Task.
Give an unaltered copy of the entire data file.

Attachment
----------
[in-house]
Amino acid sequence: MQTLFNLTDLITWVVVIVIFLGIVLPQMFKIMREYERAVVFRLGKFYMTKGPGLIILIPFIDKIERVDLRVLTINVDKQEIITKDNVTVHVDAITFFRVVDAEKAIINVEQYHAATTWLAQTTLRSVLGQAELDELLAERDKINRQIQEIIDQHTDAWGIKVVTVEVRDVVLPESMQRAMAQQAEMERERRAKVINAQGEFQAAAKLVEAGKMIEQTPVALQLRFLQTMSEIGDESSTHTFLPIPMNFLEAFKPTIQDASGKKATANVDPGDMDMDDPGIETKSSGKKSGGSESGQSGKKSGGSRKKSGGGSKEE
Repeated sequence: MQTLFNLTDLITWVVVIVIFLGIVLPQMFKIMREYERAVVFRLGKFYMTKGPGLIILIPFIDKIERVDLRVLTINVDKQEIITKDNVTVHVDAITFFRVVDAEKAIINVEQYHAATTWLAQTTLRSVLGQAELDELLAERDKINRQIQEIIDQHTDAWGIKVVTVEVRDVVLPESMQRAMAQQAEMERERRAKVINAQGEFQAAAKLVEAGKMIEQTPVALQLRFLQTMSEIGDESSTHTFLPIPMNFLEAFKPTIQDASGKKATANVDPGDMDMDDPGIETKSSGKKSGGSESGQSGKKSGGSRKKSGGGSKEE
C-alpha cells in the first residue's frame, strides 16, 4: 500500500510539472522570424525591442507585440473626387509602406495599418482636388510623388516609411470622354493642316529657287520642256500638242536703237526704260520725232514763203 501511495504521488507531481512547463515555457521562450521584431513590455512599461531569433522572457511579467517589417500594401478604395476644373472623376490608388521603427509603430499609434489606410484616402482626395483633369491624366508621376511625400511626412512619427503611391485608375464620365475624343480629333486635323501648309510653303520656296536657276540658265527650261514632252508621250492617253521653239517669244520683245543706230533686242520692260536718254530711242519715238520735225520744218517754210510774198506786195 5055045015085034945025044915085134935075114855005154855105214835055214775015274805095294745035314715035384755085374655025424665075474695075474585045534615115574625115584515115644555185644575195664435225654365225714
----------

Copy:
[in-house]
Amino acid sequence: MQTLFNLTDLITWVVVIVIFLGIVLPQMFKIMREYERAVVFRLGKFYMTKGPGLIILIPFIDKIERVDLRVLTINVDKQEIITKDNVTVHVDAITFFRVVDAEKAIINVEQYHAATTWLAQTTLRSVLGQAELDELLAERDKINRQIQEIIDQHTDAWGIKVVTVEVRDVVLPESMQRAMAQQAEMERERRAKVINAQGEFQAAAKLVEAGKMIEQTPVALQLRFLQTMSEIGDESSTHTFLPIPMNFLEAFKPTIQDASGKKATANVDPGDMDMDDPGIETKSSGKKSGGSESGQSGKKSGGSRKKSGGGSKEE
Repeated sequence: MQTLFNLTDLITWVVVIVIFLGIVLPQMFKIMREYERAVVFRLGKFYMTKGPGLIILIPFIDKIERVDLRVLTINVDKQEIITKDNVTVHVDAITFFRVVDAEKAIINVEQYHAATTWLAQTTLRSVLGQAELDELLAERDKINRQIQEIIDQHTDAWGIKVVTVEVRDVVLPESMQRAMAQQAEMERERRAKVINAQGEFQAAAKLVEAGKMIEQTPVALQLRFLQTMSEIGDESSTHTFLPIPMNFLEAFKPTIQDASGKKATANVDPGDMDMDDPGIETKSSGKKSGGSESGQSGKKSGGSRKKSGGGSKEE
C-alpha cells in the first residue's frame, strides 16, 4: 500500500510539472522570424525591442507585440473626387509602406495599418482636388510623388516609411470622354493642316529657287520642256500638242536703237526704260520725232514763203 501511495504521488507531481512547463515555457521562450521584431513590455512599461531569433522572457511579467517589417500594401478604395476644373472623376490608388521603427509603430499609434489606410484616402482626395483633369491624366508621376511625400511626412512619427503611391485608375464620365475624343480629333486635323501648309510653303520656296536657276540658265527650261514632252508621250492617253521653239517669244520683245543706230533686242520692260536718254530711242519715238520735225520744218517754210510774198506786195 5055045015085034945025044915085134935075114855005154855105214835055214775015274805095294745035314715035384755085374655025424665075474695075474585045534615115574625115584515115644555185644575195664435225654365225714